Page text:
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The Daily Utah Chronicle

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Theater Kids Rejoice: ‘Theater Camp’ is a Raucously Funny Mockumentary

Premiering at the 2023 Sundance Film Festival, it’s a comedic triumph for theater kids everywhere. 
(Courtesy of Sundance Institute)


It’s difficult nowadays to write a taut and genuinely sweet comedy calling back to adolescence. Furthermore, the mockumentary as a genre has been thoroughly iterated upon. It can be difficult to pull one off that feels fresh and original.

Theater Camp,” directed by Molly Gordon and Nick Lieberman, is a breath of fresh air. It’s a comedic triumph for theater kids everywhere.

Rarely Does a Joke Miss

After “Adiron-ACTS” owner Joan Rubinsky (Amy Sedaris) goes into a coma, the theater camp is in trouble. The movie follows music director Rebecca-Diane (Molly Gordon), acting teacher Amos Klobuchar (Ben Platt),  Joan’s son and crypto bro Troy (Jimmy Tatro), stage manager Glenn Winthrop (Noah Galvin) and inexperienced stage combat teacher Janet Walch (Ayo Edebiri).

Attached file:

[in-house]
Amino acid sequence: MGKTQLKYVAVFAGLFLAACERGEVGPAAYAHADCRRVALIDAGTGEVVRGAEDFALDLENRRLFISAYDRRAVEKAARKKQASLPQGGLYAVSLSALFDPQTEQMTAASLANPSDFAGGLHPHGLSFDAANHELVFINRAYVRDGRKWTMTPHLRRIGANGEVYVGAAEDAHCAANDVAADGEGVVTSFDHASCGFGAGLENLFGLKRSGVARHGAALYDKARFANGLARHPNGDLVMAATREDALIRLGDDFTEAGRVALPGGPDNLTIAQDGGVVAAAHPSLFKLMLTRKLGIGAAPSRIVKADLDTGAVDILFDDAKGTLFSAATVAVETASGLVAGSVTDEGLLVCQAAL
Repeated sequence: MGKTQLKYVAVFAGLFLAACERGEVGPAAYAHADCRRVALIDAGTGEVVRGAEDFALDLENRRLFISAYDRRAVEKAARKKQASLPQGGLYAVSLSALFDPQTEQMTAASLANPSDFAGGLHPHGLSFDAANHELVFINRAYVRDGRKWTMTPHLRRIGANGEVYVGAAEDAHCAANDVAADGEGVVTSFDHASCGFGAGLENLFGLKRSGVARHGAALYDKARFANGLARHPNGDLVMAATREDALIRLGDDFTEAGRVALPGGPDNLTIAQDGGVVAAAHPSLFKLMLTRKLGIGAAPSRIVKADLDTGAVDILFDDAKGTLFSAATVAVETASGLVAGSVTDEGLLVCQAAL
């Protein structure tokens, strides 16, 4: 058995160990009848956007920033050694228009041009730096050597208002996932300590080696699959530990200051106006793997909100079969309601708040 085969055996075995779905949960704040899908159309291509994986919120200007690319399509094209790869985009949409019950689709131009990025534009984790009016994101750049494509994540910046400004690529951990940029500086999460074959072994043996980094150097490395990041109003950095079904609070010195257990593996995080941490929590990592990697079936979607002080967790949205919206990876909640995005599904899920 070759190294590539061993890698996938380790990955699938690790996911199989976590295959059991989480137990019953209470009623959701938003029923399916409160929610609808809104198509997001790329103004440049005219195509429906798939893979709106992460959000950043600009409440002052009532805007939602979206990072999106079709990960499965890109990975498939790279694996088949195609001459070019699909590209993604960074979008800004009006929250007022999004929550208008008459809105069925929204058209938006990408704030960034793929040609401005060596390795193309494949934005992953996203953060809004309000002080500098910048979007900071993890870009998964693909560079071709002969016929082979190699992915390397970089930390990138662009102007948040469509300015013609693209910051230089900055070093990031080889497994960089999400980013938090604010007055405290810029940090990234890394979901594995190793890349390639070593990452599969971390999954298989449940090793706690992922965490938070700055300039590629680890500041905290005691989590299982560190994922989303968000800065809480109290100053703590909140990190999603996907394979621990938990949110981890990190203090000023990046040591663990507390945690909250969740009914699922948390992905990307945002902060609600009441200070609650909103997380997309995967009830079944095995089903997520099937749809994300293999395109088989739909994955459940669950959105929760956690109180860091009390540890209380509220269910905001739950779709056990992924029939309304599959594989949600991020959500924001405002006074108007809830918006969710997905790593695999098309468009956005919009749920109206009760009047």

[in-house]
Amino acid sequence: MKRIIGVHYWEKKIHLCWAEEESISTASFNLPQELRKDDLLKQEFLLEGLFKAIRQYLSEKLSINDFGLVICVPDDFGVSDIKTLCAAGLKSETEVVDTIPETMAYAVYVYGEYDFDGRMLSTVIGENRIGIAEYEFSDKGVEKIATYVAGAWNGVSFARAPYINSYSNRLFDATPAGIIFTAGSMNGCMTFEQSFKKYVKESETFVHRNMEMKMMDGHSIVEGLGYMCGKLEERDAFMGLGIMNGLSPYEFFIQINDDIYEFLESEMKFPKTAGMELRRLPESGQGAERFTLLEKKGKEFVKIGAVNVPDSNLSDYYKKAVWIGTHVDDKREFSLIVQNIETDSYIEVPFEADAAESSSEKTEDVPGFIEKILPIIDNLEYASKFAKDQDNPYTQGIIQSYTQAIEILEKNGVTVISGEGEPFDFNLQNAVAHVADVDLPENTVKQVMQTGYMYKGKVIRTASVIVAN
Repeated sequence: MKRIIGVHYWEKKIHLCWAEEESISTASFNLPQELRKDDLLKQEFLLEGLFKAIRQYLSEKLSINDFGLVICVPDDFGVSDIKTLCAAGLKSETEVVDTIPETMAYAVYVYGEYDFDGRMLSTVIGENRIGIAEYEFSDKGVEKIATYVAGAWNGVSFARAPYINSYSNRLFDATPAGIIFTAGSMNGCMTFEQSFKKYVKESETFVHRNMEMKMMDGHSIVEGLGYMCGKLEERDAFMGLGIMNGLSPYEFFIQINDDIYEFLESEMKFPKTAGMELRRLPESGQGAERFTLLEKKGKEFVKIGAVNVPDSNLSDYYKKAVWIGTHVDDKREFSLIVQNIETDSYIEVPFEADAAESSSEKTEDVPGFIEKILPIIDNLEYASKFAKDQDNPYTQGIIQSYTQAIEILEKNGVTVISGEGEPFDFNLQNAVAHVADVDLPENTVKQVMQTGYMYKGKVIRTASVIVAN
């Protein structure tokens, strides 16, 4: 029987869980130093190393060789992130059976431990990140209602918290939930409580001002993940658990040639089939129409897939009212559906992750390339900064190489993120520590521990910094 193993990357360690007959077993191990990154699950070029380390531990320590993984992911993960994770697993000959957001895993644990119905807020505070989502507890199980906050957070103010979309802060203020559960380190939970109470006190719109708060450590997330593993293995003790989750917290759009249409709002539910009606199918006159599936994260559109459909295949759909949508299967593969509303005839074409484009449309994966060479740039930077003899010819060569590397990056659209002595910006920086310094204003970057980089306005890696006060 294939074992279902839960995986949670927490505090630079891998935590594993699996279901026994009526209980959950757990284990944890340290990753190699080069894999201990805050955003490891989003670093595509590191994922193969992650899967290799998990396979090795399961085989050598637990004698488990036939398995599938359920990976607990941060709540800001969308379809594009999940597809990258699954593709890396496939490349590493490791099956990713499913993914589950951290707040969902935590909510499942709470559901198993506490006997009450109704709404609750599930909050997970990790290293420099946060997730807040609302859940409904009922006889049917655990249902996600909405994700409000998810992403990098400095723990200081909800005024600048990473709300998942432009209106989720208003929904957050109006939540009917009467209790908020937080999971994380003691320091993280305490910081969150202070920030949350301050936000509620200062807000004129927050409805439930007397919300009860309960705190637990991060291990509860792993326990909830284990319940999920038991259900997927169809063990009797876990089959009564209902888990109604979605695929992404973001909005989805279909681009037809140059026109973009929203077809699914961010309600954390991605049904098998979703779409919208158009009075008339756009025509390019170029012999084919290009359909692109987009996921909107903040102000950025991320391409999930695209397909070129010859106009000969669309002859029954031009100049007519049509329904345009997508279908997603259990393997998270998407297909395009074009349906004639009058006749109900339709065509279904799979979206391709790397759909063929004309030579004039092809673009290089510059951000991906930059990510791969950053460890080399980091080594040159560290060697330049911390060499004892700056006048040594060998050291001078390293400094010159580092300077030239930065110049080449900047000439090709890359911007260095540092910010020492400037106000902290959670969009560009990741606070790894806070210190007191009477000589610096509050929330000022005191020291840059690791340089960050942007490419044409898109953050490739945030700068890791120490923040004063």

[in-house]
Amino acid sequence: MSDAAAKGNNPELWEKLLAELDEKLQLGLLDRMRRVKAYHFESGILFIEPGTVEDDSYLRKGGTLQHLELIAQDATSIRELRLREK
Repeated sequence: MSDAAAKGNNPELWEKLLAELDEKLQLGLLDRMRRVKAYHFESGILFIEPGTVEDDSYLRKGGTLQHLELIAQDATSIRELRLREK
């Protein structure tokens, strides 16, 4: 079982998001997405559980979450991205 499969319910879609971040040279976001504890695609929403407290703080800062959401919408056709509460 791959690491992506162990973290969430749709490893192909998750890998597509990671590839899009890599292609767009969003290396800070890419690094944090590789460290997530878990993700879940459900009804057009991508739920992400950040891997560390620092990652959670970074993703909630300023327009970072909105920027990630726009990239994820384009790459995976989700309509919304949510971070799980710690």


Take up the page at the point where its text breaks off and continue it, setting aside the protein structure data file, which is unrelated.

The drive of the movie lies in the failing state of the camp with inexperienced, non-theatrical Troy at the helm. Shenanigans ensue as a business investor (Patti Harrison) from a neighboring summer camp attempts to shut down Camp Adiron-ACTS.

The film itself is an almost constant stream of jokes and one-liners that rarely miss. The strength of the movie lies in its unabashed love for theater. It isn’t afraid to poke fun at the people who make the titular camp run. The dysfunction and the struggle of trying to save the beloved camp are at the center of the movie. It provides ample room for jokes that everyone, not just theater kids, can appreciate.

A Bombastic Third Act

The strength on top of the main adult actors in this movie is the young actors that make up the bulk of the camp. All of them carry a sense of charisma that is great to see on screen.

Without the young actors, “Theater Camp” would simply not work. Their infectious comedic timing and energy really pull the whole thing together. 

When all seems lost and the camp is in the throes of interpersonal drama, the autobiographical original musical “Joan, Still” is at a standstill with no hope in sight. But, as is the common phrase in theater, the show must go on. What follows in the third act is a hilarious and inventive final performance that will have you laughing till the very last scene. 

Though “Theater Camp” may follow a formula, it uses it to its advantage. It delivers a fresh and comforting take on the mockumentary that both dazzles and delights.

As a former theater kid, the jokes and story hit closer to home. However, even if you never were a theater kid, this movie is so full of heart that it will touch anyone and their inner child regardless. 


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